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Alcohol during pregnancy—September is FASD awareness month

September 10, 2019
pregnant woman touching belly in a nursery.(Getty Images photo)

September marks fetal alcohol spectrum disorder (FASD) awareness month. Up to 80 percent of people affected by FASD don’t even know they have the disability. Rates of diagnosis lag well behind those of other, better-known conditions, such as autism. Yet according to experts, FASD is more prevalent than, for example, Down syndrome and roughly on par with autism, affecting up to 1 in 20 school age children in the US.

What is fetal alcohol spectrum disorder?

Fetal alcohol spectrum disorder is an umbrella term for a variety of conditions that are related to a child’s pre-birth exposure to alcohol. FASDs may be associated with specific facial features, growth delays, abnormal brain growth or functioning and neurobehavioral impairment that can affect intellectual functioning, learning, memory, impulse control, and self‐regulation.

Beyond these immediate impairments, people with FASD are also at higher risk for other secondary conditions that have a negative effect on mental health, school, social functioning, employment, and independent living.

These secondary conditions typically emerge during adolescence and adulthood. However, experts agree that early diagnosis and interventions that address the immediate impairments of FASD can help prevent the development of these secondary conditions.

The challenge of executive functioning

“One of the biggest challenges that kids with FASD have is with this idea called executive functioning,” says Christie Petrenko, a research psychologist at the University of Rochester’s Mt. Hope Family Center.“ It can be difficulties with remembering multi-step instructions, problem solving, controlling impulses, and seeing tasks through from start to finish.” Common parenting strategies often don’t work as well with children with FASD.

That’s why a team at the University, led by Petrenko, has been working for years to find ways to improve the lives of people with FASD and their families. One such strategy is a multi-component intervention called Families on Track that Petrenko piloted two years ago to promising early results, including lower levels of anxiety and modest gains in the children’s ability to control emotions better.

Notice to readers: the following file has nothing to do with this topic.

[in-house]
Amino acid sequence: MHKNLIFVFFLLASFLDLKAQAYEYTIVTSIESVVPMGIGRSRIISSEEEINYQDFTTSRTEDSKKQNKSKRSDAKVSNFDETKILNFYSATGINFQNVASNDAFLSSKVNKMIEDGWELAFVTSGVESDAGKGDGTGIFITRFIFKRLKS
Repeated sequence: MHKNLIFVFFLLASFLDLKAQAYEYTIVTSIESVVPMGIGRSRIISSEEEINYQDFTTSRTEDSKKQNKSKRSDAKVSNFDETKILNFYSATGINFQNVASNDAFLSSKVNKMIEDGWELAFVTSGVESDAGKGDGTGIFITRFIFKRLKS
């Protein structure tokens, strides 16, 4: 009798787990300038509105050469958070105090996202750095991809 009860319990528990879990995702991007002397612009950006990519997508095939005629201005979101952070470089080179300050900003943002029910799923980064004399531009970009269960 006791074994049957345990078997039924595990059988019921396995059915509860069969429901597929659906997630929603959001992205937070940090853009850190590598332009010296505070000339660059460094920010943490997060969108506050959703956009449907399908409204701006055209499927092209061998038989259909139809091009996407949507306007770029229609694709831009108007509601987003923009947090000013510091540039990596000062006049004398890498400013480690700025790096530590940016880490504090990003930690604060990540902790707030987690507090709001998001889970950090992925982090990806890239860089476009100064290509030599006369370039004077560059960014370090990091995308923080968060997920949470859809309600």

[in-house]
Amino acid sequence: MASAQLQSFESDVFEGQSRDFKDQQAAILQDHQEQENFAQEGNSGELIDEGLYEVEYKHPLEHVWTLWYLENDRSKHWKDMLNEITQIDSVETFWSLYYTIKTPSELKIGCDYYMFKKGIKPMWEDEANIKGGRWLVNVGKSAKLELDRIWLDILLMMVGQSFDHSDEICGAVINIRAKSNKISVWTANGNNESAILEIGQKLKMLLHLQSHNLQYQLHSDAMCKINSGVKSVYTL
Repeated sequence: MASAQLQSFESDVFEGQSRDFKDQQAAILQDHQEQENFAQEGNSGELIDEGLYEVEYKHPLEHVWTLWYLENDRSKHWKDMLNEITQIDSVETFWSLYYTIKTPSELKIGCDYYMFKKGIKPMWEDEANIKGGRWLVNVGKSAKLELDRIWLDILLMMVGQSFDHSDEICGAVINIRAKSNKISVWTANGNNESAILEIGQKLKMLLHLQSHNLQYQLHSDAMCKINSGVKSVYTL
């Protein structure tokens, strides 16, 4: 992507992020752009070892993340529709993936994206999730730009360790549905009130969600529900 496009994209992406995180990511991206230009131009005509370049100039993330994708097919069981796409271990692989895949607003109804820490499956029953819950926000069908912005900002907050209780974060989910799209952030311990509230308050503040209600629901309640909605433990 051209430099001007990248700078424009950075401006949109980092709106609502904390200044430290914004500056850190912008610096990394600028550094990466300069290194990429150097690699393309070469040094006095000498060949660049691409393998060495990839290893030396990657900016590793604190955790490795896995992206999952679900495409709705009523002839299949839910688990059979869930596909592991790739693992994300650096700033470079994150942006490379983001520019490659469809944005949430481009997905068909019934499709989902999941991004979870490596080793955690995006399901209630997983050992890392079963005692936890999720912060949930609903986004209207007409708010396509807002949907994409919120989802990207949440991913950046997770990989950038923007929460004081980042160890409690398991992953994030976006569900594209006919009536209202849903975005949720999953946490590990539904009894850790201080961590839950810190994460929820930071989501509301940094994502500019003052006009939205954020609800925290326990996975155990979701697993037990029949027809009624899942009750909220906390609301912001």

Families on Track intervention: Progress and remaining questions

Of course, it’s important to know if interventions produce lasting results. Petrenko’s team discovered in its most recent study, released this month in Alcoholism: Clinical & Experimental Research, that the Families on Track intervention had continued benefits for families six months after the program ended. These benefits were largest for caregivers, who exhibited continued improvement in their parenting abilities and maintained their prior gains in FASD knowledge.

Although improvements in overall behavior were stable, the initial positive gains for children’s self‐esteem and emotion regulation lessened at the six-month follow‐up, the researchers discovered. Petrenko’s team, which also included psychology graduate students Elizabeth Demeusy and Michelle Alto, concluded that either continued, or alternative treatments are likely needed for children to maintain any gains.


Read more

Intervention for children with fetal alcohol spectrum disorders has biggest impact on parents
A new pilot study finds that children with fetal alcohol spectrum disorders (FASD) and their families benefit from a multi-component intervention.
App aims to end isolation and educate parents whose children have fetal alcohol disorders
University of Rochester FASD expert, Christie Petrenko, speaks to WXXI’s Morning Edition radio host Beth Adams.
Rochester’s FASD app has now reached the testing stage
A researcher and a computer engineer team up to build a mobile app that is already starting to help parents and caregivers facing fetal alcohol spectrum disorders.
FASD Family Night Program
Learn more about Mt. Hope’s FASD interventions. The Mt. Hope team belongs to the Collaborative Initiative on Fetal Alcohol Spectrum Disorders (CIFASD).

 

 

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